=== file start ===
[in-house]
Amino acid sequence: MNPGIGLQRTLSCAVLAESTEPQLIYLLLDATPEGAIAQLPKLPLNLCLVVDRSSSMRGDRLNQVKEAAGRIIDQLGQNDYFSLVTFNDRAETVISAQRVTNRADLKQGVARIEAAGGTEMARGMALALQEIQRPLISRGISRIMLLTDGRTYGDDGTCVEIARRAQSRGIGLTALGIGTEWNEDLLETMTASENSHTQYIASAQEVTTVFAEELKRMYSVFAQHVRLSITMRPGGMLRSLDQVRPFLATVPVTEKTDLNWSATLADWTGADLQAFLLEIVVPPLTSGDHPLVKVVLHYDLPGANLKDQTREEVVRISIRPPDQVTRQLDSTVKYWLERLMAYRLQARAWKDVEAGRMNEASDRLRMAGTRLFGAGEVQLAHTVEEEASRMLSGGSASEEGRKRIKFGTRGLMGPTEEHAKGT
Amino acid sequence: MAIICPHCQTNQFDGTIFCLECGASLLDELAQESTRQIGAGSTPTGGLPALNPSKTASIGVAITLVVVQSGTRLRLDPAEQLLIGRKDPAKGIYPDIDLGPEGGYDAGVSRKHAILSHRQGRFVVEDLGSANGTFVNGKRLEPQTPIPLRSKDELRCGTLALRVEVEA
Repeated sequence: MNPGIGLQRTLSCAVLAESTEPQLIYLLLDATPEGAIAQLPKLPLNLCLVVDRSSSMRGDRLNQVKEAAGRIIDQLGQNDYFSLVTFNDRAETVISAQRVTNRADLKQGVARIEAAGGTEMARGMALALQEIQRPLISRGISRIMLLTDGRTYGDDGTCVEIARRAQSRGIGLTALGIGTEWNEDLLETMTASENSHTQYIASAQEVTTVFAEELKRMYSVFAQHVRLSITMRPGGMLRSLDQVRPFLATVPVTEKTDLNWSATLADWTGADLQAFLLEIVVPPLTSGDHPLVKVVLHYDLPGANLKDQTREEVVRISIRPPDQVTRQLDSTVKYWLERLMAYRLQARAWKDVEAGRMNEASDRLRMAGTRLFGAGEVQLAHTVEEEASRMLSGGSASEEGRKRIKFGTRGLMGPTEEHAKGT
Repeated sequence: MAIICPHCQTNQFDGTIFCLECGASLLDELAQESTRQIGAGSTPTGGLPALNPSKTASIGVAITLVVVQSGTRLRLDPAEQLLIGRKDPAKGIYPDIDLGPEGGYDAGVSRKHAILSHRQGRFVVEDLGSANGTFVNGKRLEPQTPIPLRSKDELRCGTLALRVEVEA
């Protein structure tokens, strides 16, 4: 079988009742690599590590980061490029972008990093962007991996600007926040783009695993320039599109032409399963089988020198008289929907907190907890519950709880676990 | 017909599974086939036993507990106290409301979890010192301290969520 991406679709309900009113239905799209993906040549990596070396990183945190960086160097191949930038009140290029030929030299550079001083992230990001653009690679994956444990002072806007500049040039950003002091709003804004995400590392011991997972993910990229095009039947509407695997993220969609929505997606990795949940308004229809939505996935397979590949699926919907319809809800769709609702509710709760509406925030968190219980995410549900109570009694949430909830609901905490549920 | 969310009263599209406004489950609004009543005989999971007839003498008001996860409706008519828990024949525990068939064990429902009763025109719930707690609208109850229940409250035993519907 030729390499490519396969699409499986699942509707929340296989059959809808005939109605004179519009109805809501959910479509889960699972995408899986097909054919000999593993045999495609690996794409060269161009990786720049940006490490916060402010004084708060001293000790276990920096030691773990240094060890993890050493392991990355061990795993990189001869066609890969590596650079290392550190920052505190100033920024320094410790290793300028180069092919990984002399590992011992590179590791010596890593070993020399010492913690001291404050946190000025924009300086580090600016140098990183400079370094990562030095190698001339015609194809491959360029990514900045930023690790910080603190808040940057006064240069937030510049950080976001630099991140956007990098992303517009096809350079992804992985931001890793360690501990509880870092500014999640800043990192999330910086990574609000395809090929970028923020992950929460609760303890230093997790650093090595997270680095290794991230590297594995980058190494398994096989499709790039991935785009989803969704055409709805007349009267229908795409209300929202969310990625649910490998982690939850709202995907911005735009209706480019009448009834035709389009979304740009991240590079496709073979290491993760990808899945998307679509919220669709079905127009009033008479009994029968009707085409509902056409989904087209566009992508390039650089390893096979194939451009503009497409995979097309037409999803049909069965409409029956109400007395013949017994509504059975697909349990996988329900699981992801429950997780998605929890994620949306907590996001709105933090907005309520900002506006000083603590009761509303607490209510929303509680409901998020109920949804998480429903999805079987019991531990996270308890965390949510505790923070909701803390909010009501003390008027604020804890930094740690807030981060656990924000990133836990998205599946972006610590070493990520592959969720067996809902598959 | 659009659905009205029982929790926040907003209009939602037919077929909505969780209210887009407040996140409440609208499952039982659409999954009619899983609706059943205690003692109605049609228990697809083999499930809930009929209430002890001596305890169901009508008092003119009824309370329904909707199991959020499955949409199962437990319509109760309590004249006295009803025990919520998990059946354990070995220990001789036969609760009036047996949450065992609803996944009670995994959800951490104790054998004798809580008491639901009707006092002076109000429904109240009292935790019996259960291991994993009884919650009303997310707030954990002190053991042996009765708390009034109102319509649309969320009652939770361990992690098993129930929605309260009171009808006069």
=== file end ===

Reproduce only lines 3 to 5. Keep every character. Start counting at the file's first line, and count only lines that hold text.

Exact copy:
Amino acid sequence: MAIICPHCQTNQFDGTIFCLECGASLLDELAQESTRQIGAGSTPTGGLPALNPSKTASIGVAITLVVVQSGTRLRLDPAEQLLIGRKDPAKGIYPDIDLGPEGGYDAGVSRKHAILSHRQGRFVVEDLGSANGTFVNGKRLEPQTPIPLRSKDELRCGTLALRVEVEA
Repeated sequence: MNPGIGLQRTLSCAVLAESTEPQLIYLLLDATPEGAIAQLPKLPLNLCLVVDRSSSMRGDRLNQVKEAAGRIIDQLGQNDYFSLVTFNDRAETVISAQRVTNRADLKQGVARIEAAGGTEMARGMALALQEIQRPLISRGISRIMLLTDGRTYGDDGTCVEIARRAQSRGIGLTALGIGTEWNEDLLETMTASENSHTQYIASAQEVTTVFAEELKRMYSVFAQHVRLSITMRPGGMLRSLDQVRPFLATVPVTEKTDLNWSATLADWTGADLQAFLLEIVVPPLTSGDHPLVKVVLHYDLPGANLKDQTREEVVRISIRPPDQVTRQLDSTVKYWLERLMAYRLQARAWKDVEAGRMNEASDRLRMAGTRLFGAGEVQLAHTVEEEASRMLSGGSASEEGRKRIKFGTRGLMGPTEEHAKGT
Repeated sequence: MAIICPHCQTNQFDGTIFCLECGASLLDELAQESTRQIGAGSTPTGGLPALNPSKTASIGVAITLVVVQSGTRLRLDPAEQLLIGRKDPAKGIYPDIDLGPEGGYDAGVSRKHAILSHRQGRFVVEDLGSANGTFVNGKRLEPQTPIPLRSKDELRCGTLALRVEVEA